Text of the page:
of 10 /10
143 C 9 H 10 O CDCl 3 δ 3.1 - 2.5 δ 9.7 - 9.9 δ 7.0 - 7.8 9.8 (1H, t, J =1.5) 7.3 (2H, m) 7.2 (3H, m) 2.7 (2H, dt, J = 7.7, 1.5) 201 140 129,128, 125 45 28 2.9 (2H, t, J = 7.7) 144 Chapter 18: Carboxylic Acids 18.1: Carboxylic Acid Nomenclature (please read) suffix: –oic acid 18.2: Structure and Bonding (please read) 18.3: Physical Properties. The carboxylic acid functional group contains both a hydrogen bond donor (-OH) and a hydrogen bond acceptor (C=O). Carboxylic acids exist as hydrogen bonded dimers. H 3 C C O O H CH 3 C O O H H 3 C O C O H acetic acid H-bond donor H-bond acceptor 72

Chapter 18: Carboxylic Acids 18.1: Carboxylic Acid Nomenclature

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Page 1: Chapter 18: Carboxylic Acids 18.1: Carboxylic Acid Nomenclature

143

C9H10O

CDCl3

δ 3.1 - 2.5 δ 9.7 - 9.9 δ 7.0 - 7.8

9.8 (1H, t, J =1.5)

7.3 (2H, m)

7.2 (3H, m)

2.7 (2H, dt, J = 7.7, 1.5)

201 140

129,128, 125

45

28

2.9 (2H, t, J = 7.7)

144

Chapter 18: Carboxylic Acids 18.1: Carboxylic Acid Nomenclature (please read)

suffix: –oic acid 18.2: Structure and Bonding (please read) 18.3: Physical Properties. The carboxylic acid functional group contains both a hydrogen bond donor (-OH) and a hydrogen bond acceptor (C=O).

Carboxylic acids exist as hydrogen bonded dimers.

H3C CO

O HCH3C

O

OH

H3C OCO

H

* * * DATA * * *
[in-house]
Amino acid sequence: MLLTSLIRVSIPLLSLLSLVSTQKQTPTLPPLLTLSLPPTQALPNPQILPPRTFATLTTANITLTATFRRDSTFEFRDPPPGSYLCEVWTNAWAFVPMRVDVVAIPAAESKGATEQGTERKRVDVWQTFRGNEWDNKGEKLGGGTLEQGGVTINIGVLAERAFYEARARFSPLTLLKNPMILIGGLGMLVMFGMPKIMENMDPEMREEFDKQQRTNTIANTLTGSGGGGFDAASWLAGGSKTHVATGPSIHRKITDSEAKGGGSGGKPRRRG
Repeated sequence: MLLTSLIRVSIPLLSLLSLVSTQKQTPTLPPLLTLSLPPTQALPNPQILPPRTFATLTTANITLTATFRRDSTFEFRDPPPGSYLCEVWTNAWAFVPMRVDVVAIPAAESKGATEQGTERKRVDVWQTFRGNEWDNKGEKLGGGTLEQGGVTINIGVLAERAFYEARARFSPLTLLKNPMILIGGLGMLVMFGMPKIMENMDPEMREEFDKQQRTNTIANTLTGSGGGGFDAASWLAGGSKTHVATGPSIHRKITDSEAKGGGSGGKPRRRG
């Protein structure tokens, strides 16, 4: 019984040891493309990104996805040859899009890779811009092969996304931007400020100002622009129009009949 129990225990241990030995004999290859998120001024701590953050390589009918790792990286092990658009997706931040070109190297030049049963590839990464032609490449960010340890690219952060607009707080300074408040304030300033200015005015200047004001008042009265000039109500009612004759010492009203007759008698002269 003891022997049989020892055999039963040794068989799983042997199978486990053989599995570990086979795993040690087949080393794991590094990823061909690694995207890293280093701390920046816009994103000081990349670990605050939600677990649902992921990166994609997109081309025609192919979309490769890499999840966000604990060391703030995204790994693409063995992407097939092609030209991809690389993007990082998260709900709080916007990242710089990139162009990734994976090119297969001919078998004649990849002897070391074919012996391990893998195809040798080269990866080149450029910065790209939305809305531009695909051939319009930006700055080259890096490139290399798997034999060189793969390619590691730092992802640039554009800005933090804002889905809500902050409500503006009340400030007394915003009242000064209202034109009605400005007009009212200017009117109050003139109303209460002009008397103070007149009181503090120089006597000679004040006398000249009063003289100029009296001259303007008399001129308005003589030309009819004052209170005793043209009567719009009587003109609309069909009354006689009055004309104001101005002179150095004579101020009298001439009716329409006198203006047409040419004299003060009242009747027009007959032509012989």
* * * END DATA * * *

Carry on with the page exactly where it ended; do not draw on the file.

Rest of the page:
acetic acid

H-bonddonor

H-bondacceptor

72

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145

18.4: Acidity of Carboxylic Acids. The pKa of carboxylic acids typically ~ 5. They are significantly more acidic than water or alcohols.

Bronsted Acidity (Ch. 1.13): Carboxylic acids transfer a proton to water to give H3O+ and carboxylate anions, RCO2

-

R OHCO

+ H2OR O

CO

+ H3O

[RCO2-] [H3O+]

[RCO2H]Ka= pKa= - log Ka

typically ~ 10-5 for carboxylic acid

typically ~ 5 for carboxylic acid

CH3CH3 CH3CH2OH PhOH CH3CO2H HCl pKa ~50-60 16 10 4.7 -7

Increasing acidity

146

4 π-electrons delocalized over three p-prbitals

C-O bond length of a carboxylate are the same

H3CO

CO O

δ

δ

CO

R OHCO

+ H2OR O

CO

+ H3O

H3C-H2C-OH H3C-H2C-O + H3O+ H2O

OH + H2O O + H3O

pKa ~16-18

pKa ~ 10

pKa ~ 5

The greater acidity of carboxylic acids is attributed to greater stabilization of carboxylate ion by:

a.  Inductive effect of the C=O group

b. Resonance stabilization of the carboxylate ion